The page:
He owned the old movies that made you laugh out loud during school health class.
J. Fred MacDonald, who taught history for 27 years at Northeastern Illinois University, built a vast film archive with reel upon reel on how to avoid social diseases, drugs, alcohol, homosexuals and Communism.
Unintentionally funny movies were only one ray of his magic lantern.
Not only was his collection one of the largest amassed by an individual, it was so diverse, he provided footage to TV networks, researchers, the BBC and documentarians such as Ken Burns, Syracuse University Professor Robert Thompson said.
The archive “ultimately has benefitted the entire nation,” said Rick Prelinger, a film professor at the University of California, Santa Cruz.
“It is truly astonishing in its variety, including musical shorts, post-WWII era newsreels created for African-American audiences, television programs and commercials, educational/industrial films, and even some Hollywood features,” said Mike Mashon, head of the Moving Image Section of the Library of Congress, which bought the collection in 2010 for $2 million.
Mr. MacDonald, 74, died April 9 at his home in Los Angeles.
His vaults included searing works such as “Harvest of Shame,” Edward R. Murrow’s 1960 documentary that showed the wretched lives of migrant workers before many Americans gave a thought to who was picking their lettuce and grapes. He had clips of police clubbing protesters at Chicago’s 1968 Democratic convention, and rare footage of Native American tribes.
The 50,000-piece collection contained 40,000 reels of film and 40,000 hours of radio broadcasts. Mr. MacDonald put it together from studios and libraries that were getting rid of old movies, and from underground collectors, estate sales and storage lockers. He had a color home movie from Nazi Germany with a Coca-Cola truck passing by. He stored floor-to-ceiling stacks of film cans in a warehouse near Northeastern.
The old TV commercials in his collection are gasp-inducing for their sexism. A 1967 ad for Eastern Airlines, called “Presenting the Losers,” shows a cattle call of “girls” trying to become the 1 in 20 selected to be Eastern flight attendants. “If this isn’t the most sexist TV commercial ever, it’s close,” Mashon blogged. The women get rejected by a male voice calling them “Honey,” with pronouncements including “She wears glasses,” or “She’s married.”
Some artifacts are unsettling reminders of Hannah Arendt’s famous phrase, “the banality of evil,” involving blind Nazi obedience and the trial of SS leader Adolf Eichmann. A driver’s education film from 1930s Germany contains warning after warning about driving dangers to the social order. Closer scrutiny shows the demonstration car is flying a jaunty pennant with a swastika.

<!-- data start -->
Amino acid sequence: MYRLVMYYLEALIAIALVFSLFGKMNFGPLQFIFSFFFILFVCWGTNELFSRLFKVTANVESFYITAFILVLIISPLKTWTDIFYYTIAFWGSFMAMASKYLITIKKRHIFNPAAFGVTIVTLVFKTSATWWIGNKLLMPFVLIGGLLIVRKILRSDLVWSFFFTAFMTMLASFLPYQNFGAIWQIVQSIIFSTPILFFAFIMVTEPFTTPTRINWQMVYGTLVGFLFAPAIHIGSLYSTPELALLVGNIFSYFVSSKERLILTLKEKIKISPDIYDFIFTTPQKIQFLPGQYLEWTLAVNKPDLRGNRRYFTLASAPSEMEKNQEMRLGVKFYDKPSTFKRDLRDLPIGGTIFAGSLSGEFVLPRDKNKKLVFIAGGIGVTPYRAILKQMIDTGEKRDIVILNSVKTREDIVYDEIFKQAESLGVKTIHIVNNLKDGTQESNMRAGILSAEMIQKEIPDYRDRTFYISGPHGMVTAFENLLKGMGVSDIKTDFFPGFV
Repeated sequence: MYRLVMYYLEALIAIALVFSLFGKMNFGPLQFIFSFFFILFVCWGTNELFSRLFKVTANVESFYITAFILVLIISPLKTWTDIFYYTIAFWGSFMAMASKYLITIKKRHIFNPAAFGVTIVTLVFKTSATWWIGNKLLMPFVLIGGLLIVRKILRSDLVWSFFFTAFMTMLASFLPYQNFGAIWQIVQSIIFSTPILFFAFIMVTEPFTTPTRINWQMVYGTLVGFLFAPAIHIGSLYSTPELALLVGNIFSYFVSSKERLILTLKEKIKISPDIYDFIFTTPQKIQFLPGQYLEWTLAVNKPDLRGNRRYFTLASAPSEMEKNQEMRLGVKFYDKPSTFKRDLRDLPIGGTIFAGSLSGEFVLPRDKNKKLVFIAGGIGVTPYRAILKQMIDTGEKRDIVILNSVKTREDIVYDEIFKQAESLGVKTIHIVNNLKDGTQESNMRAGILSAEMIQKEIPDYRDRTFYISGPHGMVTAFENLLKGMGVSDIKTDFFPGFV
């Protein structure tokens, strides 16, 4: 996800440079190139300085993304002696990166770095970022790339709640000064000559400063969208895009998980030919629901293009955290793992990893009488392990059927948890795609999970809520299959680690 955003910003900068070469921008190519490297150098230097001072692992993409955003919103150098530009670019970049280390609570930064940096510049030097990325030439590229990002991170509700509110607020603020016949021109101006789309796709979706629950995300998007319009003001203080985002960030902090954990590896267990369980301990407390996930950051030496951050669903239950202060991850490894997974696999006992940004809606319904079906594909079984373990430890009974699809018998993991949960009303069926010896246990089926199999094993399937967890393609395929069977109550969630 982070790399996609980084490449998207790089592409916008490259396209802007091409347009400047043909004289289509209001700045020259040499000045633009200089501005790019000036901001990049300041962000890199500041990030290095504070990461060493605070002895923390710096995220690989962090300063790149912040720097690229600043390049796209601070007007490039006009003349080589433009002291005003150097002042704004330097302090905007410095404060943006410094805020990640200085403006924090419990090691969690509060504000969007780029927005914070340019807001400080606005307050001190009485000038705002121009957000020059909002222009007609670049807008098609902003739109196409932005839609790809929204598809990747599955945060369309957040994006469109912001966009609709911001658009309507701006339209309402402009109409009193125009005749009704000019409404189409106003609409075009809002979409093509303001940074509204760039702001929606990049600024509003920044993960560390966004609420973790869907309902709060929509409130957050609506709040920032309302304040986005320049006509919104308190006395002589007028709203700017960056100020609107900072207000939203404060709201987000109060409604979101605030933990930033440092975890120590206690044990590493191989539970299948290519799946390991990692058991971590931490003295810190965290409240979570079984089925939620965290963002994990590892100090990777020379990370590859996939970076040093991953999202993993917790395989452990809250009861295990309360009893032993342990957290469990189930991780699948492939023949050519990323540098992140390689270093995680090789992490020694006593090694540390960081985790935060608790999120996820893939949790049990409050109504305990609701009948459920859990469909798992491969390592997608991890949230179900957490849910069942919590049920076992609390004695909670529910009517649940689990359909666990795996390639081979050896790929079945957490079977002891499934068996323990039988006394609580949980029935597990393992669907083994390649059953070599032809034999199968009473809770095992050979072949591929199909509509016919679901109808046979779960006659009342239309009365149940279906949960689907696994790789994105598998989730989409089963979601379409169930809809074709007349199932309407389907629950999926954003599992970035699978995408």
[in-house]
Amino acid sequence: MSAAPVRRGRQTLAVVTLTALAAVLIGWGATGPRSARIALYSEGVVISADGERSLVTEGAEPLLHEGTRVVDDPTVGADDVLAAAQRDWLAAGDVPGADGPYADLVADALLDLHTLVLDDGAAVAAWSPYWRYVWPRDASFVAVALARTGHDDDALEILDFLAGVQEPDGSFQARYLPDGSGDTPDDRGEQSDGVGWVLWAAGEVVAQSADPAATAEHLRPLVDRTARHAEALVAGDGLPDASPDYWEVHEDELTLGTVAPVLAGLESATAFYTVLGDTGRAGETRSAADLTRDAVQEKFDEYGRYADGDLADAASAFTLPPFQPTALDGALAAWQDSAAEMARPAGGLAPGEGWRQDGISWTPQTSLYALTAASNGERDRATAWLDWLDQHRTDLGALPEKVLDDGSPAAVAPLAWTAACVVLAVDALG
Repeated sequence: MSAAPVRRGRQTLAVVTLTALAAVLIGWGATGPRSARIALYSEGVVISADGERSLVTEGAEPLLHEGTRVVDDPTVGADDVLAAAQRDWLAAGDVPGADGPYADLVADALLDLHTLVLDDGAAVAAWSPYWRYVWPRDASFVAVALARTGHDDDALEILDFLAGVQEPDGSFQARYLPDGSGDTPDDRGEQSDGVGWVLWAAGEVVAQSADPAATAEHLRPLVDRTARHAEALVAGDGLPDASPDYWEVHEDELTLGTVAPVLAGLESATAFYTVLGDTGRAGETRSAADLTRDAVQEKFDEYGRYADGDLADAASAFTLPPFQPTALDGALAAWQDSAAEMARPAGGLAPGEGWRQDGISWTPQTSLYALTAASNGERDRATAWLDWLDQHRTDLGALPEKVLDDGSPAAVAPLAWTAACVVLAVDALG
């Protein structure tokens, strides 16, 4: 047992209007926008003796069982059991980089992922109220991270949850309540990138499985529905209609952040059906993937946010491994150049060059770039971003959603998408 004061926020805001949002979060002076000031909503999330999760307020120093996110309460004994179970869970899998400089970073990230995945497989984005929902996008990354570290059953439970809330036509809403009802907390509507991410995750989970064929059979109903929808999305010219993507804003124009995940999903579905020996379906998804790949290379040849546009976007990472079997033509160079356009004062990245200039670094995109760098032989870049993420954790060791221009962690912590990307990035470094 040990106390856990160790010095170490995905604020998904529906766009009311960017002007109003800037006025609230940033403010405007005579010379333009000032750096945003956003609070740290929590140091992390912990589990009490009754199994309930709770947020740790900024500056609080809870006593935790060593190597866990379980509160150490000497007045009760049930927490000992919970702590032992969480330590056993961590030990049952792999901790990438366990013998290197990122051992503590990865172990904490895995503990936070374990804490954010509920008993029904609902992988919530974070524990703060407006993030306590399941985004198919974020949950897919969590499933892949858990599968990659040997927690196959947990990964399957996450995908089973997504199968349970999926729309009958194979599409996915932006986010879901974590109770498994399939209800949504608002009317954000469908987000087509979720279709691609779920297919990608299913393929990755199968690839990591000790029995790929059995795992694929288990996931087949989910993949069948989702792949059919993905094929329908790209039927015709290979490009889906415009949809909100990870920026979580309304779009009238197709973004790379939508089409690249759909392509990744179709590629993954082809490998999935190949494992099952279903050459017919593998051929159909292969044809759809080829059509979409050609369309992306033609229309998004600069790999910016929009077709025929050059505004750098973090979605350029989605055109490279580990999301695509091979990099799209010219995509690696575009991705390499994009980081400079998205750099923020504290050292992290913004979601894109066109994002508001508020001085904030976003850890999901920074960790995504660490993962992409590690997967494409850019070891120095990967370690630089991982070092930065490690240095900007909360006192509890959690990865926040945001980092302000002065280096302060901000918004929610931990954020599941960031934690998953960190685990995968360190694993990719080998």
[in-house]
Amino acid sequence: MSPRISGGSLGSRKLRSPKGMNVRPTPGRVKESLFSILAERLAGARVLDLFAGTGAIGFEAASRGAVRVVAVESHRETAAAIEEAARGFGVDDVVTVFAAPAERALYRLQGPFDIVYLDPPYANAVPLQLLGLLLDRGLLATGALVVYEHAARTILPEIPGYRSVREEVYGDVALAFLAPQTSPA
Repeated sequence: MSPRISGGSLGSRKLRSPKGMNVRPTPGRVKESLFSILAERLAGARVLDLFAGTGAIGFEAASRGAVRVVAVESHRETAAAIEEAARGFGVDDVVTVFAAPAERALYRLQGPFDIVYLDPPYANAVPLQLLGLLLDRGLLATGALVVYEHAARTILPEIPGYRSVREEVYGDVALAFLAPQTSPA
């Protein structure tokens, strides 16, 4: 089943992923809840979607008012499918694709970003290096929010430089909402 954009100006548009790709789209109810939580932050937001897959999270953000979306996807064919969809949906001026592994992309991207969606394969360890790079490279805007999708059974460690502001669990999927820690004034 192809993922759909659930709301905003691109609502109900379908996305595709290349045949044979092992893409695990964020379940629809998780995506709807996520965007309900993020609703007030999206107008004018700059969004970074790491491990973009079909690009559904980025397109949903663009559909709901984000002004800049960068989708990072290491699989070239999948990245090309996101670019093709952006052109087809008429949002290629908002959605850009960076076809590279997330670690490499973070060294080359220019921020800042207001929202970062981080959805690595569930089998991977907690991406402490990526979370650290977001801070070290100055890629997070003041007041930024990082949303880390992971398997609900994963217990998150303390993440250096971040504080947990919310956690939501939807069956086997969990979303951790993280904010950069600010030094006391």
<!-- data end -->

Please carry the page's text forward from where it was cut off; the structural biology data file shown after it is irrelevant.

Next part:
His collection was a bottomless well of oddities. “One of my colleagues sent me a picture she had taken of four films that came out of Fred’s titles,” Mashon said, “ ‘Scotch Songs,’ ‘Drunkenness, ‘Deep-Fat Frying’ and ‘Improve Your Personality.’ ”
Mr. MacDonald was born in Nova Scotia, the son of a coal miner who moved to Los Angeles to be a painter at 20th Century Fox, said his wife of 42 years, Leslie Waldrop MacDonald. He earned a bachelor’s degree in French history at UC Berkeley, a master’s and doctorate in French history from UCLA, and was a Fulbright scholar in Paris in the 1960s.
He was proud of the 450 films he collected on Native-American tribes, which were awarded to the University of Arizona and its American Indian Film Gallery. “This would have been a landfill, if it had not been for our rescue efforts,” he said in footage shot by Groundswell Educational Films. “Put them up on the air, put them up on the Internet, let people have access to them. Download them . . . use them in classes.”
Mr. MacDonald built a lucrative business with earnings from film licensing fees. But he was also a generous mentor who sometimes shared movies for the price of the videotape used to copy them.
“If he liked your project and you didn’t have money, he would donate the footage or give a very low price,’’ his wife said.
And he was an innovator who helped introduce college campuses to the study of broadcasting and pop culture. “Now, you can’t spit without hitting a university that’s teaching a comic book course, a television course, a ‘Buffy the Vampire [Slayer]’ course,” said Thompson, director of Syracuse’s Bleier Center for Television & Popular Culture.
“It was always like a magic carpet ride to visit Fred” and his archive, said Jeff Spitz, an associate professor at Columbia College. “He would transport you to anywhere you wanted to go in the 20th century.”
Mr. MacDonald, once president of the Popular Culture Association, wrote six books, including “Blacks and White TV: African Americans in Television Since 1948”; “Television and the Red Menace: The Video Road to Vietnam”; and “Don’t Touch That Dial! Radio Programming in American Life from 1920 to 1960.”
He also is survived by a brother, Scott MacDonald. No services are planned.